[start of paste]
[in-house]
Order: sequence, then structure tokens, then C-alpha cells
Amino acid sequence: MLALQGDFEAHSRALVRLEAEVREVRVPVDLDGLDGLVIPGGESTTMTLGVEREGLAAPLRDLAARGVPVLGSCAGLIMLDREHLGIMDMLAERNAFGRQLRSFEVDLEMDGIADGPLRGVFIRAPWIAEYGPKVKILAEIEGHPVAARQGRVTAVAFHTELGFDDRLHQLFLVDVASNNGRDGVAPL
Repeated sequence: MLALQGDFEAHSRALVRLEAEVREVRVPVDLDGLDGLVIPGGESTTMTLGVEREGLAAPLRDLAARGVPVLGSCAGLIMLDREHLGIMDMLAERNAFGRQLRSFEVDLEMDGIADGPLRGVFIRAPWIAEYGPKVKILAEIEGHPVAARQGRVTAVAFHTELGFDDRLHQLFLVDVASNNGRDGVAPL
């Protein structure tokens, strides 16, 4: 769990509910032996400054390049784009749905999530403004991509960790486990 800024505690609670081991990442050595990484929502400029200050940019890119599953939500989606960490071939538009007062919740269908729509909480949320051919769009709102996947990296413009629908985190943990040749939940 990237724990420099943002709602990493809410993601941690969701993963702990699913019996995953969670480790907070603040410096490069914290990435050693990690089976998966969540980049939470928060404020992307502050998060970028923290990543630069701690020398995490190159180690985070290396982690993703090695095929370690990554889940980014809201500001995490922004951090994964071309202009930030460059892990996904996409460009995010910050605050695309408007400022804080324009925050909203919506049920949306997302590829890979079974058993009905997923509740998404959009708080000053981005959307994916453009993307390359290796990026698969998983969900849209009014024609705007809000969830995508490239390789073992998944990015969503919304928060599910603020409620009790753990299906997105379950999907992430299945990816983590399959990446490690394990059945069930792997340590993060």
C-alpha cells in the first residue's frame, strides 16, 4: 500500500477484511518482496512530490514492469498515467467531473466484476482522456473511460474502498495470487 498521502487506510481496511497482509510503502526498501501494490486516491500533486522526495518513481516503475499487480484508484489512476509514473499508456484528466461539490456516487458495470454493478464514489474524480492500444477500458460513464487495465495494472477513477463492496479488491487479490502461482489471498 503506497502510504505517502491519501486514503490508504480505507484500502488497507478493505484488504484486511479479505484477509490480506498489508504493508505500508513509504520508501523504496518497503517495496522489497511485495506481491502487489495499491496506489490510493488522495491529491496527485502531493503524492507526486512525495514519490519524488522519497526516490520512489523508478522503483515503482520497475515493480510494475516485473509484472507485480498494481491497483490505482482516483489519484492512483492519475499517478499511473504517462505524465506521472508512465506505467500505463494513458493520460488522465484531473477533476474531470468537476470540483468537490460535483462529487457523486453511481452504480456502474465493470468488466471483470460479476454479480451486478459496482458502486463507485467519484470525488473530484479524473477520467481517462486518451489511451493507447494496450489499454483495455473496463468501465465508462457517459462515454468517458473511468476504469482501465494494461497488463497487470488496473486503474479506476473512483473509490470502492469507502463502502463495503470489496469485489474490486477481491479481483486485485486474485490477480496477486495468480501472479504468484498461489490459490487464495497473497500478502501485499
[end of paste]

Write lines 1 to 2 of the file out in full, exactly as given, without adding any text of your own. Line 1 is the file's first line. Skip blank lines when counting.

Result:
[in-house]
Order: sequence, then structure tokens, then C-alpha cells